Envy: “Black plays an inventor who instills murderous envy in his best friend by making millions off a spray called Vapoorizer. You spray the stuff on dog poo, and the poo just vapoorizes. Later, environmentalists are up in arms. ‘Where did the shit go?’ they want to know. The answer is painfully obvious: into the screenplay.” — Peter Travers, ROLLING STONE

    Bully For You

    I saw a bumper sticker today that said “I Love My Wife!” It’s a noble sentiment, I guess, but it got me wondering about the circumstances under which this guy would buy such a thing. Apparently legally binding himself to another person till death-do-they-part in front of his friends and family wasn’t enough, he had to notify public transportation commuters of his commitment as well.

    Maybe the driver bought this in lieu of a second honeymoon: “I wanted to take you to Hawaii for our thirtieth anniversary but finances are kinda tight, so how about I put this on our SUV instead?” Or maybe it’s the opposite: the guy is having an affair and is trying to craftily throw his wife off the scent. “I know I’ve gotten home late from work three times this week, Hon, but if you go out in the driveway and look at the back of the Trailblazer, I think you’ll be in for a pleasant surprise!”

    Movies: Kill Bill Vol. 2

    Note: Minor spoilers for Kill Bill Vol. 1 herein. Also, the comments to this post are not spoiler-free, so, like, caveat emptor, and whatever.

    Kill Bill is a fantastic movie. I’m not speaking here of Volume 1 or Volume 2, or even the two films watched back-to-back. No, I speak here of the mythical, single-movie Kill Bill that director Quentin Tarantino first set out to make, before it was decided to rive the film into two. I am certain that that movie, despite the fact that it does not and may never exist, is wonderful, with a sum much greater than it’s parts.

    Not that the parts are bad. Indeed, I loved Kill Bill Vol. 1 in spite of myself. And I’m please to report that Kill Bill Vol. 2 is also quite good. But my enjoyment of the second half was somewhat diminished by my wish that the whole kit and caboodle had been one three-and-a-half hour motion picture.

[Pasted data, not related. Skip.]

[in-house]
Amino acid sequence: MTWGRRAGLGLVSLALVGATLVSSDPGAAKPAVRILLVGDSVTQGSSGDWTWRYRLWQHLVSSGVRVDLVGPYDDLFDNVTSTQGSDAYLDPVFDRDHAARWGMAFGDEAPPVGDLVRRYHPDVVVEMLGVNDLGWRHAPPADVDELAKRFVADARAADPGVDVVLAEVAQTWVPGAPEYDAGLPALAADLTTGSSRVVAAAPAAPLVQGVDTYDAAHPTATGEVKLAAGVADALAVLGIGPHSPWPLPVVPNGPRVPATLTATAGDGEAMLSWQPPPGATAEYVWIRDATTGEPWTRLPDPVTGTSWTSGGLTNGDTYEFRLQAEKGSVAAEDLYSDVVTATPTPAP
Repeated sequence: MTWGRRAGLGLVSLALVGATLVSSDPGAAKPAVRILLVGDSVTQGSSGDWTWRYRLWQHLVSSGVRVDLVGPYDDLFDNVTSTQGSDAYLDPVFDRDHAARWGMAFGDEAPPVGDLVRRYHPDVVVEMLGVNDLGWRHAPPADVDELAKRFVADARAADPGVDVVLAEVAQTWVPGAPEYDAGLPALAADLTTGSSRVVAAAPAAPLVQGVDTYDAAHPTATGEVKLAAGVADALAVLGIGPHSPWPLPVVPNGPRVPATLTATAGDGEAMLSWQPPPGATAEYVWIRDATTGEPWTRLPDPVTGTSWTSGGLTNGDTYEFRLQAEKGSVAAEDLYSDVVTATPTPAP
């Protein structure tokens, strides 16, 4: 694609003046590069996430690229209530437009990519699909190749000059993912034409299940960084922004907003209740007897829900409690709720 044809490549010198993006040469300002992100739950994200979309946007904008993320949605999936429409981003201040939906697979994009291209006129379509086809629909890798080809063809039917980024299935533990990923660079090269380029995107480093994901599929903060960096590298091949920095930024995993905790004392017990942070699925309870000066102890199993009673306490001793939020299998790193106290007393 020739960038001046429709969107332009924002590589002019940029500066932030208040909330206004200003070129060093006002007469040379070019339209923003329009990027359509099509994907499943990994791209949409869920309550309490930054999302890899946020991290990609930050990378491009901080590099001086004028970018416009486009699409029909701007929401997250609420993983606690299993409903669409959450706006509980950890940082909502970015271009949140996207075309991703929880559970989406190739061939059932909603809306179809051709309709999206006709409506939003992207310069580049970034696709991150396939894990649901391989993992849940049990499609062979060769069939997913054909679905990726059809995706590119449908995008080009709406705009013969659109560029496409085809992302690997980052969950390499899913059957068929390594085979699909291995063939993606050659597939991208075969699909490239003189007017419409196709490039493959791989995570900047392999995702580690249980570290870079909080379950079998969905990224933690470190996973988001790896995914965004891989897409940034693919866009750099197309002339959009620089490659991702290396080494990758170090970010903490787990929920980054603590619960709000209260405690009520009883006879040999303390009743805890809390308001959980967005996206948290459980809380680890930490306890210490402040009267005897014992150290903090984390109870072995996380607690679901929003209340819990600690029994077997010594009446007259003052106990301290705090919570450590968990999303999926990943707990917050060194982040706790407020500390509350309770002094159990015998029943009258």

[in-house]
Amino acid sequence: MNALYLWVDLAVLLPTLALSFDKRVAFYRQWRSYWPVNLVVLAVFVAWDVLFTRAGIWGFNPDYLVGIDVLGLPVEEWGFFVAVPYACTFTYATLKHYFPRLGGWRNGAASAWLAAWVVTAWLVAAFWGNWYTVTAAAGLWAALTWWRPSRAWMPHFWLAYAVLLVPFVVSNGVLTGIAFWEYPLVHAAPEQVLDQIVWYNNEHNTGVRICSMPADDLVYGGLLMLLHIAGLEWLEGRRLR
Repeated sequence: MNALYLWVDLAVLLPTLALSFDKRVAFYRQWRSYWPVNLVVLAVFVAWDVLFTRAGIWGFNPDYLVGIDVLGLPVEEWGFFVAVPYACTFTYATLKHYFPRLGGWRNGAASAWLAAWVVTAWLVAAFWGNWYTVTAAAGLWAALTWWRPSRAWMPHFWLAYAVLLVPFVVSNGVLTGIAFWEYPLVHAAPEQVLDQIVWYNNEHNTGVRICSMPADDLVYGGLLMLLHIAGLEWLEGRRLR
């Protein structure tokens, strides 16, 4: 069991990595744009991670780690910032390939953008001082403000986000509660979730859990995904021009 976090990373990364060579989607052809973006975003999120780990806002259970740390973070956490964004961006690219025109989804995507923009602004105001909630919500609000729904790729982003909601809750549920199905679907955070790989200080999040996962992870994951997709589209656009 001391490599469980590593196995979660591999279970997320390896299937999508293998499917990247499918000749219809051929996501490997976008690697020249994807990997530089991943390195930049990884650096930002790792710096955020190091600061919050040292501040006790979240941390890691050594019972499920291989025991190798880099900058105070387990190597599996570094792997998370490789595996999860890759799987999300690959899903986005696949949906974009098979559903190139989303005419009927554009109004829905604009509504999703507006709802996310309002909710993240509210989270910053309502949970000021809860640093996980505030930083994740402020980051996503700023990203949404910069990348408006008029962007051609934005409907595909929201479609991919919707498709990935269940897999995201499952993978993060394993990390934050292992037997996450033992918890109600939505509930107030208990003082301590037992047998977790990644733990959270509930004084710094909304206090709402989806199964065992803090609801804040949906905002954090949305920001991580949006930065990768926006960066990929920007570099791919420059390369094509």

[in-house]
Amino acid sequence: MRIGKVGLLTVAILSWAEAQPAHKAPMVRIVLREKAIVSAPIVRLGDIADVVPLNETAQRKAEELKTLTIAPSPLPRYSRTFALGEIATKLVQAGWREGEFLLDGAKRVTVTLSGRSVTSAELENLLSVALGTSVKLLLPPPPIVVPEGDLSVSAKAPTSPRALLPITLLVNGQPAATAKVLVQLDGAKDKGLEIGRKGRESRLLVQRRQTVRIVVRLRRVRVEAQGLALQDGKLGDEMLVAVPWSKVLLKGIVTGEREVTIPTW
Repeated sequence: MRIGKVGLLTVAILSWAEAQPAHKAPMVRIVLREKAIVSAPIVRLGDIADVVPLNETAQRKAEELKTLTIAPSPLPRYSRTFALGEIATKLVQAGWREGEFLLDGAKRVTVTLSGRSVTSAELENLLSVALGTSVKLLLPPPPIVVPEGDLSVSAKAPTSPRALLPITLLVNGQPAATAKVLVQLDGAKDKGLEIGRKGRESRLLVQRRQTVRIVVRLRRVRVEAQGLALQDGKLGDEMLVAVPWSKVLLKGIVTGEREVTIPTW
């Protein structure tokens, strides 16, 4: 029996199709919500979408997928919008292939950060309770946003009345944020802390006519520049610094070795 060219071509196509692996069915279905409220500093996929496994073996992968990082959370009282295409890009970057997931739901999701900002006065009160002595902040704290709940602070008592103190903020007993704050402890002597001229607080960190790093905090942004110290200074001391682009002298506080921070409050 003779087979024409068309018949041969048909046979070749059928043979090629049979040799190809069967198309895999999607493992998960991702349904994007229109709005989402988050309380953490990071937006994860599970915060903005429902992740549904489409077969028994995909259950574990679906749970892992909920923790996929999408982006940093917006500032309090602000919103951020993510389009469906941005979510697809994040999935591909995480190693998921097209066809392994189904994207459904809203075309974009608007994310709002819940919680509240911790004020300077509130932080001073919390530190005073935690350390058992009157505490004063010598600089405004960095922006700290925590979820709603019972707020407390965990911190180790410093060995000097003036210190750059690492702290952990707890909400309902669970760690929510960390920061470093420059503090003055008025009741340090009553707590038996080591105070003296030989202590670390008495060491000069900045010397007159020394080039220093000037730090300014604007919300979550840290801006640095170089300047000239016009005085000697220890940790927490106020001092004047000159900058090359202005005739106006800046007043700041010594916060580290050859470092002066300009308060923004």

The problem, to my mind, is one of packaging. In splitting the movie into two they had to make each a self-contained unit, and he did so by putting almost all of the exposition into one movie and almost all of the action into another. Of course, as we all learned in ninth-grade English class, exposition goes at the start of a story, which exactly where Tarantino puts it; But then, having never been a slave to linear chronology, he goes on to put the beginning of the story in the second movie. Here we learn the history of the Deadly Viper Assassination Squad, the background to the wedding-turned-massacre, and where The Bride learned to kick so much ass. In other words, we learn everything that puts the events of the first film in context.

    But, see, here’s the thing — I liked Kill Bill Vol 1. plenty despite the lack of context — because of it, even. For a revenge fantasy to succeed, all you really need is a wronged hero(ine) and a roster of baddies for the protagonist to work over. And this goes double for a film as action-packed as Volume 1. While I left the theater curious about the backstory, I honestly didn’t expect Tarantino to devote two-thirds of the sequel to explication — especially insofar as The Bride only tacked two of her adversaries in the first film and had three left on her list, leaving me to believe that the second would have even more mayhem than first.

    So maybe I’m (again) a victim of false expectations, but I couldn’t help but feel that Kill Bill Vol. 2, while a fine film in it’s own right, was something of a letdown in comparison to it’s predecessor. I entered the theater wondering “how on Earth is Tarantino going to top the epic fight between The Bride and O-Ren?” and only realized 90 minutes in that he wasn’t going to try. It’s a bit of a bummer of have the climax of a two-film series come before the middle mark.

    Curiously, even though much of Vol 2 is spent providing answers, I came away from this film with even more questions than I did after the first one. While O-Ren’s biography was exhaustively sketched out, we really don’t learn anything about the background of Budd or Elle Driver in this one For every loose end this installment ties up, it merrily unravels two others. By meticulously detailing some aspects of the backstory, the film inadvertently calls attention to those that go completely unexplained. I rather preferred the first film’s “comic book mentality,” where Uma could wield a samurai sword and will her paralyzed feet to move simply because she could, end of story.

    I have no way of knowing for sure, of course, but it seems to me that if the two movies had been merged, the chapters shuffled around a bit, and an hour excised from the whole shebang, Kill Bill would have been a masterpiece. Instead, we got two pretty good movies. Some might argue that two is better than one no matter who you slice it, but, personally, I’ll take the former over the latter any day.